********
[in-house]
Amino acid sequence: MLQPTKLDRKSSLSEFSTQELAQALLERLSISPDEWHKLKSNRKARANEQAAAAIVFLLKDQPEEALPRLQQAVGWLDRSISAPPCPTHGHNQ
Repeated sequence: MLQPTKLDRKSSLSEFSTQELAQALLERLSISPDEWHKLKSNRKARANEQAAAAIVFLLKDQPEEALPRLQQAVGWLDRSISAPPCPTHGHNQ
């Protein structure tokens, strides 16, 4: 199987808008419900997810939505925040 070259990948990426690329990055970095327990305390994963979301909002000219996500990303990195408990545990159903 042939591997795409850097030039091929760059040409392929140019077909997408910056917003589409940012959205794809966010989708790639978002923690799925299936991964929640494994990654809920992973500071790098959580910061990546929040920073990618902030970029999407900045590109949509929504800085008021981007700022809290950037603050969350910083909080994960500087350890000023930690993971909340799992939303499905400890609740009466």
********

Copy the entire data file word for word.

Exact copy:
[in-house]
Amino acid sequence: MLQPTKLDRKSSLSEFSTQELAQALLERLSISPDEWHKLKSNRKARANEQAAAAIVFLLKDQPEEALPRLQQAVGWLDRSISAPPCPTHGHNQ
Repeated sequence: MLQPTKLDRKSSLSEFSTQELAQALLERLSISPDEWHKLKSNRKARANEQAAAAIVFLLKDQPEEALPRLQQAVGWLDRSISAPPCPTHGHNQ
């Protein structure tokens, strides 16, 4: 199987808008419900997810939505925040 070259990948990426690329990055970095327990305390994963979301909002000219996500990303990195408990545990159903 042939591997795409850097030039091929760059040409392929140019077909997408910056917003589409940012959205794809966010989708790639978002923690799925299936991964929640494994990654809920992973500071790098959580910061990546929040920073990618902030970029999407900045590109949509929504800085008021981007700022809290950037603050969350910083909080994960500087350890000023930690993971909340799992939303499905400890609740009466």